What we are doing -- and I have seen this in -- with my own eyes in Iraq -- what we are doing is sending them out from the Green Zone, clearing, and then retreating back to the Green Zone.
Now, I got to tell you, that does not make any sense, if you are fighting an insurgency. History will tell you, to fight and win insurgencies, you have to clear, hold, and then build, so you build confidence in the people there, so that they become the foot soldiers, they root out the terrorists, and they ultimately fight for their freedom. It is not our country. It is theirs.
BLITZER: So, let me repeat the question. Who should be held accountable for what you believe has now become -- and I will use just a word -- fiasco or disaster, or some -- some word along those lines?
SMITH: Well, I think all of us with positions of responsibility are accountable.
But, clearly, I can't be quiet anymore. I'm leveling this charge at no one man or woman. But I am clearly saying that the American people will and should hold us accountable. So, if you have got something to say, now is the time to say it. Either let's fight the war intelligently for an objective that's obtainable, or let's admit it, and figure out how to preserve the lives of our soldiers.
BLITZER: Because, morally speaking, if you -- if you do conclude it is futile right now, and that, a year from now, it is not going to make any difference what the U.S. does, that the situation is still going to be a sectarian civil war -- your words -- is it moral to keep U.S. men and women in harm's way, let another 1,000 or so Americans die over the next year, if it is going to simply wind up exactly, if not worse, than it is right now?
SMITH: It is not right to do that.
Let me do -- let me also add, though, that we have an ongoing interest in prosecuting the war on terror, a fight from which we can retreat only at the peril of our own nation. There are ways to reposition on the borders of Iraq to take on terrorist jihadists from Iran, Syria, Saudi Arabia, to -- and these are the people that we want to fight. That is our fight.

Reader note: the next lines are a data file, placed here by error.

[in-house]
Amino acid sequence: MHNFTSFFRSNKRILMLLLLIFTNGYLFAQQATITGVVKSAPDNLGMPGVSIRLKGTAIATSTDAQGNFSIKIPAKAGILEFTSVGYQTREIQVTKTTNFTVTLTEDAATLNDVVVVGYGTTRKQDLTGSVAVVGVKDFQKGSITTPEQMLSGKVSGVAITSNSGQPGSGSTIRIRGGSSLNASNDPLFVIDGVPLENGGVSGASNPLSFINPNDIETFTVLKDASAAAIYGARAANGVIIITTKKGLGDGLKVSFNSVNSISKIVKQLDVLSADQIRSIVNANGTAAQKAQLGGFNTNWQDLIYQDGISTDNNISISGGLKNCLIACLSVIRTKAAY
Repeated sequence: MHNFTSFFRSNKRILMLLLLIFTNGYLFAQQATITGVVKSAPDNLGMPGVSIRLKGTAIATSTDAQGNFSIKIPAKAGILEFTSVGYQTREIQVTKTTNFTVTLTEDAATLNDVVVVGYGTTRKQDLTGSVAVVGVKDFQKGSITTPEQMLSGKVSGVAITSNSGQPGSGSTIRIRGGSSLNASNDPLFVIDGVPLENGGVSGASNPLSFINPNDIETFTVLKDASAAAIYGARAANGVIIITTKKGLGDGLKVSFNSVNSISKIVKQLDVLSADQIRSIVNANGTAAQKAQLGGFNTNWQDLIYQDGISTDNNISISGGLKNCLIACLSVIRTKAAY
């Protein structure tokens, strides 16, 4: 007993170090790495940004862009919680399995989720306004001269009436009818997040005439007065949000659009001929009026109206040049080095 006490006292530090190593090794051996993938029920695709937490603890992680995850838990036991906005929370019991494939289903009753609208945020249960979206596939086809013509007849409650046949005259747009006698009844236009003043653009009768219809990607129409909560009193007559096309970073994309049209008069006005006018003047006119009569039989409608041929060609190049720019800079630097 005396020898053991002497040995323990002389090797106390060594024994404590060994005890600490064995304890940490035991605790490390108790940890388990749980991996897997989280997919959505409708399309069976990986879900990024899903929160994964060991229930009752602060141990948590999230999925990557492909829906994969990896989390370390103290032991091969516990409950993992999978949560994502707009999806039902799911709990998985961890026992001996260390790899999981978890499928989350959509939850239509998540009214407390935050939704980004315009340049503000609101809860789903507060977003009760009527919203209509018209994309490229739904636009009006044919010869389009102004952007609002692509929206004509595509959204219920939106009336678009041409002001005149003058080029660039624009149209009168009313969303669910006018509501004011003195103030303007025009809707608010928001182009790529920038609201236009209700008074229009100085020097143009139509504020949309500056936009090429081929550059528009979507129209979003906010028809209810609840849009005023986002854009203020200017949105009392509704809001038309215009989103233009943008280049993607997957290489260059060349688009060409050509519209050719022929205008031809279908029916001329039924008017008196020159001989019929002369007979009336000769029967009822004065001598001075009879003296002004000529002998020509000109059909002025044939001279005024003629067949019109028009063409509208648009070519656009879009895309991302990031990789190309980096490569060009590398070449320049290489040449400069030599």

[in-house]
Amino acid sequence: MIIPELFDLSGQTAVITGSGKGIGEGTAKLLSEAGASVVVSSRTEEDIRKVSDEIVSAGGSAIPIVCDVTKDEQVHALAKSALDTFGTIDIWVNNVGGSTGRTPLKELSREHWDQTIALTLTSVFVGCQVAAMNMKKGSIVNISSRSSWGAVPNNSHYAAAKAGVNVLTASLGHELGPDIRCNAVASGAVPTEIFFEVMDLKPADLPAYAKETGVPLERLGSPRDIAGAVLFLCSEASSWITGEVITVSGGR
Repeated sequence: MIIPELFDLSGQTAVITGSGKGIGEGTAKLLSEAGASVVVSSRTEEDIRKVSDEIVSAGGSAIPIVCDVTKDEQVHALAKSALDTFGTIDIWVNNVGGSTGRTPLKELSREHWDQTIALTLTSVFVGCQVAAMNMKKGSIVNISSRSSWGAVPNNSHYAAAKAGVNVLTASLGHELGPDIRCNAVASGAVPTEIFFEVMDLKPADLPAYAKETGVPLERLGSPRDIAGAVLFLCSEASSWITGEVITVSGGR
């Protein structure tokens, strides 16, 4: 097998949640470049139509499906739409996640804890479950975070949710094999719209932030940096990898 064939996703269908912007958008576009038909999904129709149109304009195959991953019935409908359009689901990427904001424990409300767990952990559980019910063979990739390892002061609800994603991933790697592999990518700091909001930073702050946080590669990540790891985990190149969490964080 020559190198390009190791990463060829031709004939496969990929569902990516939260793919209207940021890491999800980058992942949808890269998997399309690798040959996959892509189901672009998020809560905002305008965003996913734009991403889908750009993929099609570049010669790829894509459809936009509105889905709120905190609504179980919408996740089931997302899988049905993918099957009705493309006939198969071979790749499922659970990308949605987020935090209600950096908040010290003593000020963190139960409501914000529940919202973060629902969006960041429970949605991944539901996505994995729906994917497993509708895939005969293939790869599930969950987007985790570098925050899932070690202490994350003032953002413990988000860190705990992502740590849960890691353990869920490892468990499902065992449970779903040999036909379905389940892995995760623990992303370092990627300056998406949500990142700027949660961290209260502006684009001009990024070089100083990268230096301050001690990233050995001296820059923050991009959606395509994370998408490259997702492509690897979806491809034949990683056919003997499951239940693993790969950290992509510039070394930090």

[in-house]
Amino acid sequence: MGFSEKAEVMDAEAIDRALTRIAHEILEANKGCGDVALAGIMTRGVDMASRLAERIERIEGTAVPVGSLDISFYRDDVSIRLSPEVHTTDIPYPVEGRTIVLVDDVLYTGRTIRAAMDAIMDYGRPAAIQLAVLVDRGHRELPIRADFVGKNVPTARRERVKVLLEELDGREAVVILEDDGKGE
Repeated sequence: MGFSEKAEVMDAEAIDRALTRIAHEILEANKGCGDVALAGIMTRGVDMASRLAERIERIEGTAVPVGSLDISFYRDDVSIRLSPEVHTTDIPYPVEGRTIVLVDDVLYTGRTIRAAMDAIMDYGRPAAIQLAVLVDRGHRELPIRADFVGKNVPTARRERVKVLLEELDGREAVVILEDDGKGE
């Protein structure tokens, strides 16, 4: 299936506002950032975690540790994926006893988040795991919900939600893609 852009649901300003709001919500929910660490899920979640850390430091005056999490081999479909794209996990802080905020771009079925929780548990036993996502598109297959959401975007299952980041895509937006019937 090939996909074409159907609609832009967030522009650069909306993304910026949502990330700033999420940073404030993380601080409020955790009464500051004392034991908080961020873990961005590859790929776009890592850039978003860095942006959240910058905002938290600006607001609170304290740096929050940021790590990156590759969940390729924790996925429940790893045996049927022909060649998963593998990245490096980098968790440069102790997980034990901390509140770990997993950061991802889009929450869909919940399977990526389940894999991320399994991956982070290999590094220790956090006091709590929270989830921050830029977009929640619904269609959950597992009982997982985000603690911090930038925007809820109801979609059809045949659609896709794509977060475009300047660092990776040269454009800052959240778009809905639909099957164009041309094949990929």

And, ultimately, that is a very important fight for our country, for our sake, not just for Iraq's.
BLITZER: Knowing what you know now -- and, obviously, with hindsight, we are all a lot smarter -- if you had to do it over again, knowing that no WMD in Iraq, no al Qaeda connection, knowing 3,000 Americans were going to be killed, $400 billion spent, $2 billion a week, would you have voted for that resolution to support this war?
SMITH: Well, as I said on my -- in my floor statement, had I known there were no WMD there, I would not have voted for it.
But I do want to add that I believe it is a good thing that we removed Saddam Hussein. I think there would have been other ways to do that, without the cost in life and treasure that our current approach has led us to.
BLITZER: One final question, Senator: Do you think President Bush is, as his critics charge, still in a state of denial?
SMITH: Oh, you know, what I say, I say in sorrow, not in anger. President Bush is my friend. And I know he agonizes day and night over this issue.
But he has a very determined streak in him. And, yet, I -- I have to believe he knows, with the Iraq Study Group, and what others are saying, that the time is now to rethink this and reposition the American war against terrorism.
BLITZER: Senator Gordon Smith, thanks very much for coming in.
SMITH: Thank you.
(END VIDEOTAPE) BLITZER: And still to come: an Arizona senator in New York City. Might Senator John McCain be hunting for votes in Rudy Giuliani's own backyard? Mary Snow standing by live with the latest.
And denying the deaths of six million Jews -- Iran hosting a conference questioning one of the worst atrocities the world has ever seen. We are going to have the latest details. What's going on in Tehran?
Stay with us.
BLITZER: While 2008 presidential hopefuls test the waters in New Hampshire and Iowa, Republican Senator John McCain ventured in a potential rival's turf. That would be New York. He delivered a stern warning for Iran, and repeating his call to keep troops in Iraq as well.
CNN's Mary Snow joining us from New York with more -- Mary.
MARY SNOW, CNN CORRESPONDENT: Well, Wolf, while many are calling for U.S. troops to begin leaving Iraq, Senator John McCain told an audience last night that doing so would increase the violence there. And he warned that for the U.S. to wash its hands of the situation in Iraq now is to risk catastrophe.
SNOW (voice-over): He took his hard-line stand on Iraq into the backyard of Rudy Giuliani, his potential Republican rival.